You know when something starts to roll and then becomes a giant bolder? The Catch22 has started to become a bit of a behemoth. I’ve received 50 already in all forms of media from email to massive WhatsApp messages and every one is a belter. I’ve been amazed by the depth of thought that people have put into it and if your one of the many who’ve given their reasons for choosing just 22, then thank you. It’s been, moving, tear jerking and merry making to read and on at least 100 occasions I’ve thought, “Why is that not in my 22?”…. I’ve already swapped Baby D for Candi Staton, just don’t tell the missus!
I’ve discovered new music, rediscovered old favourites and it’s costing me a fortune in new downloads. Keep ‘em coming, keep me smiling. Thanks.
Today’s day +8 blog is a simple task that’s incredibly complicated – explaining what happens next inside my body because I know lots of people are fascinated by the process, so here’s my best effort.
Last week millions of new stem cells were put into my blood – it was a really high donation which is obviously great. In the time since they will have migrated into the space in my bone marrow cavities that were emptied by the chemo and radiotherapy. The pattern inside the bones is almost like a honeycomb and the spaces are called microenvironments where the cells engraft.
Each of the cells is destined to become one of 3 things: A red blood cell, a platelet or a white blood cell.
Red cells have the important job of taking oxygen around the body using haemoglobin. At the moment my haemoglobin is very low – about 60% of normal – which is one reason why I’m very tired.
Platelets form a bulk in the blood and are important for clotting when there is a bleed or cut in the skin. To put things simply, when a blood vessel is broken the body uses a substance called fibrin to make a fibrous net over the hole and the platelets block the gaps. That’s a scab or a bruise and why yesterday I had an infusion of platelets as mine were very low – bleeding is a bad thing!
The white cells take many forms and they are your body’s immune system. For me the important ones are called neutrophils as these attack any infections in the body. At the moment I have very few of these – so few that the machines can barely find any in my daily blood tests – which is why my room is controlled and I’m having very few visitors for fear of getting a bug which could be very dangerous as my immune response would be pitiful.
To improve from this situation, the hope is that lots of new neutrophils are being manufactured in my marrow. By dividing over and over again, a reserve of stem cells is built up until hormones (remember the cytokine showers?) tell the cells to become white blood neutrophils and are released in the body. At present I have 0.01 neutrophils and will be allowed out of hospital when the count reaches around 1. Normally, you’d have a count between 2 and 4 so it’s a long way to go.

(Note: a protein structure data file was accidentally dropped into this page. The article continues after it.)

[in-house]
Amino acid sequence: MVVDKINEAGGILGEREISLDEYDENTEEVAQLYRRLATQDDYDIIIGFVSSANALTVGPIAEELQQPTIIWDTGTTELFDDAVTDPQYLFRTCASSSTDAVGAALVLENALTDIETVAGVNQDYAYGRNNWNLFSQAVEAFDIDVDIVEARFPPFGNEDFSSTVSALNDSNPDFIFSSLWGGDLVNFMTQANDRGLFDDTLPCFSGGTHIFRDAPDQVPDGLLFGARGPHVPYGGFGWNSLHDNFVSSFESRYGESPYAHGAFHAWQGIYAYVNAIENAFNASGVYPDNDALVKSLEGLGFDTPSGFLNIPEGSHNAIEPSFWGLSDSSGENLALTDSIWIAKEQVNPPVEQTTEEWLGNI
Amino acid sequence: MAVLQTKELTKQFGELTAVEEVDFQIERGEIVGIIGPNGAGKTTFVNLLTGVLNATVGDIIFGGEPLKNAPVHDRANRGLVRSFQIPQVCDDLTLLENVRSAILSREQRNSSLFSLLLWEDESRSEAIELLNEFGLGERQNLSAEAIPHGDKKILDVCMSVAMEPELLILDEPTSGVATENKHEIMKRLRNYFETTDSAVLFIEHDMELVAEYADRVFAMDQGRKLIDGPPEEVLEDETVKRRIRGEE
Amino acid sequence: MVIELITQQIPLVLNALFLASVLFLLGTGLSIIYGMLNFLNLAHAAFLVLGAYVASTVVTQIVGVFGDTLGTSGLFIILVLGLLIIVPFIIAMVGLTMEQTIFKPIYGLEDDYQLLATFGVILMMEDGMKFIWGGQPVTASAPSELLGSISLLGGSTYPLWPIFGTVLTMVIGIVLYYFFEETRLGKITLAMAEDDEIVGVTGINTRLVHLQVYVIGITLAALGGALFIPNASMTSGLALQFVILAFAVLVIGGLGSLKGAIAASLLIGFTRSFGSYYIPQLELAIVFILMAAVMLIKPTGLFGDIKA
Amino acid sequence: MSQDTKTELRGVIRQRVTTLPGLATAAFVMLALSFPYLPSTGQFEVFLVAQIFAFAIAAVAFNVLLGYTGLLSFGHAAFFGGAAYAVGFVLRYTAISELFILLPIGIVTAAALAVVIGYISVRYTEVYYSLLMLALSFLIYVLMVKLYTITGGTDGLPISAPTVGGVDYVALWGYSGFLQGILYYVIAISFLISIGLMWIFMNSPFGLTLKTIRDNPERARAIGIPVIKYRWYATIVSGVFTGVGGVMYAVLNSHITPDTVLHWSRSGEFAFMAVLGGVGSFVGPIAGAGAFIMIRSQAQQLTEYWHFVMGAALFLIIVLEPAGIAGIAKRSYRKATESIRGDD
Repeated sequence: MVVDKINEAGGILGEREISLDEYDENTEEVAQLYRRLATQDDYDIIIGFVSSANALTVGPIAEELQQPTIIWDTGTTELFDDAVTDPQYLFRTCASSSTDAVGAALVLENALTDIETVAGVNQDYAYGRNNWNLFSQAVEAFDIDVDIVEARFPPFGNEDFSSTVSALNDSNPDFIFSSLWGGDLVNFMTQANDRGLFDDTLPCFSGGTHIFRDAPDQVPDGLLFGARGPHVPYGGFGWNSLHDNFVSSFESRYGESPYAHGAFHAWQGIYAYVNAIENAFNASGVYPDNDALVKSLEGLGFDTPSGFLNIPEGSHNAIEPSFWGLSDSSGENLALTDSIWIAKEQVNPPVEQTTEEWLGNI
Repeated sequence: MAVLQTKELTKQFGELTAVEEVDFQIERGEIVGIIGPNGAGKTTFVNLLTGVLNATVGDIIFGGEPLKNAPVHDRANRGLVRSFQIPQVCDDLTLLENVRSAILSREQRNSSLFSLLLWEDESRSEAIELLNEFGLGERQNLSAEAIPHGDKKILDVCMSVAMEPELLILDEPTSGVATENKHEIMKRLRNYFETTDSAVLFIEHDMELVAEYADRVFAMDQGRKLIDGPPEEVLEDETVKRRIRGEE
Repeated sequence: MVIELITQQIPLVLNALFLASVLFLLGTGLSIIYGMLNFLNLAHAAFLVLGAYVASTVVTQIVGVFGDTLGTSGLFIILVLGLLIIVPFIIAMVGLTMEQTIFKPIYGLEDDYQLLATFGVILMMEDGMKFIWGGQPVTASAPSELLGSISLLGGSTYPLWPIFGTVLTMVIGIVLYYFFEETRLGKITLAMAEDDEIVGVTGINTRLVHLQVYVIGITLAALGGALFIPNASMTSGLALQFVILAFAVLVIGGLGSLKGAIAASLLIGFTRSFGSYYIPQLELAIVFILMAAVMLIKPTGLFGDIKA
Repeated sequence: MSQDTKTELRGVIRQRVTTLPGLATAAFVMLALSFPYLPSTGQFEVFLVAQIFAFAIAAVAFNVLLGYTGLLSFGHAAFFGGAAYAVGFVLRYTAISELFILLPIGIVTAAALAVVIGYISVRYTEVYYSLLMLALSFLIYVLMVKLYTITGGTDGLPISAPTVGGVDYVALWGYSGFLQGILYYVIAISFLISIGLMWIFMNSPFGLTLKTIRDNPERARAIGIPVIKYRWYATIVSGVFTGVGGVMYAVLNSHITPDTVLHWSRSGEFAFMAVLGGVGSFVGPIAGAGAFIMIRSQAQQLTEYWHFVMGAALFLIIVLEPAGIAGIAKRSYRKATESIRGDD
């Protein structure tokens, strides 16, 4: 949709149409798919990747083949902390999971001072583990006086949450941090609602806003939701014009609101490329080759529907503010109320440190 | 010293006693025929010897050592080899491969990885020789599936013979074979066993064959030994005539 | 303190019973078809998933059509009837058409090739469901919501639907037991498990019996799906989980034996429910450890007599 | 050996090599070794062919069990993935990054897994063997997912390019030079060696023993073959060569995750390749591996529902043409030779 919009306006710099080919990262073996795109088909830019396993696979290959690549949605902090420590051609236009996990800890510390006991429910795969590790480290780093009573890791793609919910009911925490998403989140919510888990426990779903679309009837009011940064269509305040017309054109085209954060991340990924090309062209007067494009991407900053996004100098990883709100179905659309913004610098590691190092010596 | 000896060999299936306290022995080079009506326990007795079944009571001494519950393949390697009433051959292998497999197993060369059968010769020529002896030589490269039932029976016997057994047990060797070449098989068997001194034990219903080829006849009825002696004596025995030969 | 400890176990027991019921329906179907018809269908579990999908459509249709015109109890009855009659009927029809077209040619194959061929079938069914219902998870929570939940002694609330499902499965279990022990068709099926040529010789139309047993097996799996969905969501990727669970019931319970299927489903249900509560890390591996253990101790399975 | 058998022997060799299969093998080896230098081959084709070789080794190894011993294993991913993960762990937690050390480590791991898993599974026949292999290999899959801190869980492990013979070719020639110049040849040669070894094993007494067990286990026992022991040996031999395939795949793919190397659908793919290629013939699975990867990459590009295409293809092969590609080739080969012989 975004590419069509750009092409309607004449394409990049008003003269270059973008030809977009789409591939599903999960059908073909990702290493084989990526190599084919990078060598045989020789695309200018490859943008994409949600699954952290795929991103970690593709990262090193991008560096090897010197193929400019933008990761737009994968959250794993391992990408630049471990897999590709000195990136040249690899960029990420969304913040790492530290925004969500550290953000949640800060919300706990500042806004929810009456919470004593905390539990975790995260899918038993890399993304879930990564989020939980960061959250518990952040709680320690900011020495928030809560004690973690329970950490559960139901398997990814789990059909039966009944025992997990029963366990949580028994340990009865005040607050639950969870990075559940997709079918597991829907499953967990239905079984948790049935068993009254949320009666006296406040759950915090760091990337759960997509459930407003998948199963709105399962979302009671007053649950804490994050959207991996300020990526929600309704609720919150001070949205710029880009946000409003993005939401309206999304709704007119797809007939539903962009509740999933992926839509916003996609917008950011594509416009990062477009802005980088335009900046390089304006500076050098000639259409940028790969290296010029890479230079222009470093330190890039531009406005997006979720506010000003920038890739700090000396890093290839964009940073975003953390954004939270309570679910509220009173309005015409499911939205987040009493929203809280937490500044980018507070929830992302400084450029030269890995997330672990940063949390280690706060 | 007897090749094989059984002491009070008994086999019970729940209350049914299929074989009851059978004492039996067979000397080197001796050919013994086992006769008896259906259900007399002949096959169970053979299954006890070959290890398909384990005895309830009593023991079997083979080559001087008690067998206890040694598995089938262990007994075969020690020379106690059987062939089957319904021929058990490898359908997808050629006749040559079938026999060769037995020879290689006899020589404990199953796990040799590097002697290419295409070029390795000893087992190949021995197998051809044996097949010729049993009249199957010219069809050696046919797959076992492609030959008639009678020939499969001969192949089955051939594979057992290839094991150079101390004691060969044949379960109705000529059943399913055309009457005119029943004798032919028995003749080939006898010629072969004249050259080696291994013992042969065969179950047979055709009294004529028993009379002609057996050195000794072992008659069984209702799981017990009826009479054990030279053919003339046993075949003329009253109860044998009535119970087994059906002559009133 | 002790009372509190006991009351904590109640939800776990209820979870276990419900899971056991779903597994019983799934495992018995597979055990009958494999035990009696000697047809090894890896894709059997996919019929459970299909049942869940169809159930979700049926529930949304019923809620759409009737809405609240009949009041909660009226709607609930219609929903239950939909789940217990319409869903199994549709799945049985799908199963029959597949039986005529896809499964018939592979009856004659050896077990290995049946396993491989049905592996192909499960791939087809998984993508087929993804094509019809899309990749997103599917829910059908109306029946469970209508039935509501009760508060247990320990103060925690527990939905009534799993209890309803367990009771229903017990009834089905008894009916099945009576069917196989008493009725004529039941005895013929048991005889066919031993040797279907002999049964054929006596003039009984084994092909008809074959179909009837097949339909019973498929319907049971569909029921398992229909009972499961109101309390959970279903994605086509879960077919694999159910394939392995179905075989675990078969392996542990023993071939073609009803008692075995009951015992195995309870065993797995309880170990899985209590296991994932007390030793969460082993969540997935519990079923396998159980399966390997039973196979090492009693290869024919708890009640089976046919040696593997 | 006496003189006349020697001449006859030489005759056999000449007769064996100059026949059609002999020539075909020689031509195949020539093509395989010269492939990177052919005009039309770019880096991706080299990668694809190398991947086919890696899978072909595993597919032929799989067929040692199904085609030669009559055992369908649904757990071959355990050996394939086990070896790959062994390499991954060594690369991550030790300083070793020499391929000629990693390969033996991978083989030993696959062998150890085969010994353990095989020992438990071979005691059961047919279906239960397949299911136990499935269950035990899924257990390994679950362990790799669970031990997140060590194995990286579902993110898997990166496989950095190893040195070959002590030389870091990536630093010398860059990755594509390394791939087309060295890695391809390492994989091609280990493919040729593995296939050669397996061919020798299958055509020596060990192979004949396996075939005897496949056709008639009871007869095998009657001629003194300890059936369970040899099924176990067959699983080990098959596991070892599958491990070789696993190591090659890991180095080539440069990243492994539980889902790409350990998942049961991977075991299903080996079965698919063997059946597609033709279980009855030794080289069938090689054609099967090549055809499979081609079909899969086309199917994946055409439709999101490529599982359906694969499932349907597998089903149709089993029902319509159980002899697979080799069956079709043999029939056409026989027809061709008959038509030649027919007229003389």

As simple as this sounds, the next stage is really important because you have to remember that I have been given a foreign immune system which could potentially see my body as one giant disease and attack it. The medical team manage this using immunosuppressant drugs to “declaw” the new cells and my old ones so that they don’t come into conflict and slowly allow the new system to develop. It is a risky procedure with a chance of autoimmune rejection allowing the new system to attack my body but with such a well matched donor, there’s less chance of this happening.
As you can understand, this is a time of both nerves and excitement but by day 10 we hope to start seeing new neutrophils appearing in my blood. There will probably be reactions in the form of rashes and stomach problems because of Graft Versus Host Disease (GVHD) which is a minor form of rejection by the new cells but again, we hope this is minimal. All along the way I will be monitored incredibly closely with a raft of blood tests and observations made every day – I could not be in better hands.
The record for getting out of here is 17 days post transplant which would be awesome and help to keep me sane but I’ll settle for anything as long as it works.
Returning for a last word on the Catch22, I discovered this silly poem / rant, not my finest effort, in a notebook from 12 months ago…
Lost in translation
In 1992, short-lived Eurodance
Germans “Snap” released their
One and only hit…..
“Rhythm is a Dancer”.
During the song, rapper TURBO-B
States the he is,
“Serious as cancer when I tell you
That rhythm is a dancer!”
Irrespective of the language barrier,
This makes him a dick.
If you've recently been diagnosed with Hodgkin lymphoma and have yet to receive treatment you could be eligible to take part in a new clincial trial. Read more here.